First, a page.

This Blog was written by: Robert Boyd
We all experienced the stark reminder that winter is coming, with the initial flurries of snow fall last week (at least in Toronto & Calgary) but the prolonged effects of cold weather have varying effect depending on your age and personal circumstances. Terrible Game of Thrones puns aside, when one looks at the death rate across Canada by month, it is very clear that there is a big spike in December and January of each year.
There are many factors that can be attributed to this spike in death rates but the most plausible explanation is the change in weather. The cooling of outdoor temperatures aggravates existing conditions that results in many premature deaths and research has shown that colds and influenza spread more effectively in cold weather. This trend is not unique to Canada, in fact for every degree the temperature drops below 18C in the UK, deaths increase by nearly 1.5%. As the temperature in Canada can drop drastically lower than 18C in January, this would be the most rational explanation. From a more anecdotal perspective, the increase in other ailments, increased interaction with the elderly over the holidays, treacherous road conditions, less sunlight & in turn less vitamin D produced to bolster the immune system, power outages, people in remote areas may be more susceptible to cold weather in the event of a service malfunction and the fact that January is viewed as the bleakest month of the year could all be attributed to the increase in death rates as this time of year. One colleague of mine suggested that the psychological impact of staying alive until the end of the year may also be a factor, which could very well be true.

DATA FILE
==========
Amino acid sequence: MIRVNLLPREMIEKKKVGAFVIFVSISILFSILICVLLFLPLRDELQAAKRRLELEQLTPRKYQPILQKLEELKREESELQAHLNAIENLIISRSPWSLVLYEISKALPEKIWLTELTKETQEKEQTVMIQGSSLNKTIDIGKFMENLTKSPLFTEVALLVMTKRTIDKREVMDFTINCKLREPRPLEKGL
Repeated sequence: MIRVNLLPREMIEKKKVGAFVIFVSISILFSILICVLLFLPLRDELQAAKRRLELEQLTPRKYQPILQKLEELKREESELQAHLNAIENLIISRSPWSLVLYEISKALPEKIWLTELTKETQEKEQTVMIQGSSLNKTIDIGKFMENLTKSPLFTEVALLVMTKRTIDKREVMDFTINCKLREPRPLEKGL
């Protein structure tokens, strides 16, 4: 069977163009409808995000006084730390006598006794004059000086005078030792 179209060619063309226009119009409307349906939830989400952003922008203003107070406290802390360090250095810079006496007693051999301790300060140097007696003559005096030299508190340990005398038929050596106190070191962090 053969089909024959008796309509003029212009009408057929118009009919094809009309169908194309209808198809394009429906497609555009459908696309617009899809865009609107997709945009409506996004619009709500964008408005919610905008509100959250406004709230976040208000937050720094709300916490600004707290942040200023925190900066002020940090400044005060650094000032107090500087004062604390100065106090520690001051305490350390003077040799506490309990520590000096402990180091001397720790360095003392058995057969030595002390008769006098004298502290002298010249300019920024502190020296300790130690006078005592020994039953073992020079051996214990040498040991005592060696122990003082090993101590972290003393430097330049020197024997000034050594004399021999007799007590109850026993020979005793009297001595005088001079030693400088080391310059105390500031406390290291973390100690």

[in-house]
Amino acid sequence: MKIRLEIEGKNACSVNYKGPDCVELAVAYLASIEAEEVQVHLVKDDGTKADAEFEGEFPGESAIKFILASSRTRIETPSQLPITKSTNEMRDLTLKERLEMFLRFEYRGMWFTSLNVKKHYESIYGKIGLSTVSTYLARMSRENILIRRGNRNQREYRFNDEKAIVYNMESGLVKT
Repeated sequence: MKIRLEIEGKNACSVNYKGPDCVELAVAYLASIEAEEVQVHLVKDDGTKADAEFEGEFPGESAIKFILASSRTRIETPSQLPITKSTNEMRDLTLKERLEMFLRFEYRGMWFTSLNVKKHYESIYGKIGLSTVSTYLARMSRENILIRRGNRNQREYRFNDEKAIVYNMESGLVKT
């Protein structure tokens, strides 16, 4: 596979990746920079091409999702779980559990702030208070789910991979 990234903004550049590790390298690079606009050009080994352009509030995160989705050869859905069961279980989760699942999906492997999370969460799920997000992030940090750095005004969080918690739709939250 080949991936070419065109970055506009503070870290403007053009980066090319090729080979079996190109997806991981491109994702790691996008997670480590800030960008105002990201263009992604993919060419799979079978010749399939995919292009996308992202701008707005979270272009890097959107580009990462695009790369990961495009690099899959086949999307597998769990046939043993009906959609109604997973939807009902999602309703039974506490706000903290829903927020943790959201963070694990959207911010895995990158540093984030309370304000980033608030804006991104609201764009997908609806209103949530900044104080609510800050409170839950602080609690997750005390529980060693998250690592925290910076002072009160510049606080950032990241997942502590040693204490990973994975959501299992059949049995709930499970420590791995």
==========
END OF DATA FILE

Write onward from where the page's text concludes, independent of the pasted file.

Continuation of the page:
The pragmatic view would be that it is a combination of all factors that culminate in an increased death rate over the winter months with the main catalyst being the change in the weather.
If anyone has any other theories I would love to hear them.
Happy Winter & stay warm.